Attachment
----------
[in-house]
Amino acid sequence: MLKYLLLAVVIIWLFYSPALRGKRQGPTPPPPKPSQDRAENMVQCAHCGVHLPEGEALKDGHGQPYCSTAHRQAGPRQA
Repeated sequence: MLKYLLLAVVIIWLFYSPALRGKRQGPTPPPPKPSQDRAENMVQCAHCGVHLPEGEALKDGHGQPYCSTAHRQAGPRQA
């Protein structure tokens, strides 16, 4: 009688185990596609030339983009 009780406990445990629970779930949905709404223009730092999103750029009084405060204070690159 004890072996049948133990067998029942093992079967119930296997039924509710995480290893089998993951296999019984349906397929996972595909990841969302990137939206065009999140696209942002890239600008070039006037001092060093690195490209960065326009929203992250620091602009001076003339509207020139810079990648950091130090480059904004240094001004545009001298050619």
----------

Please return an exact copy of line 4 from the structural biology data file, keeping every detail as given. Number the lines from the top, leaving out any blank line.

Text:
């Protein structure tokens, strides 16, 4: 009688185990596609030339983009 009780406990445990629970779930949905709404223009730092999103750029009084405060204070690159 004890072996049948133990067998029942093992079967119930296997039924509710995480290893089998993951296999019984349906397929996972595909990841969302990137939206065009999140696209942002890239600008070039006037001092060093690195490209960065326009929203992250620091602009001076003339509207020139810079990648950091130090480059904004240094001004545009001298050619």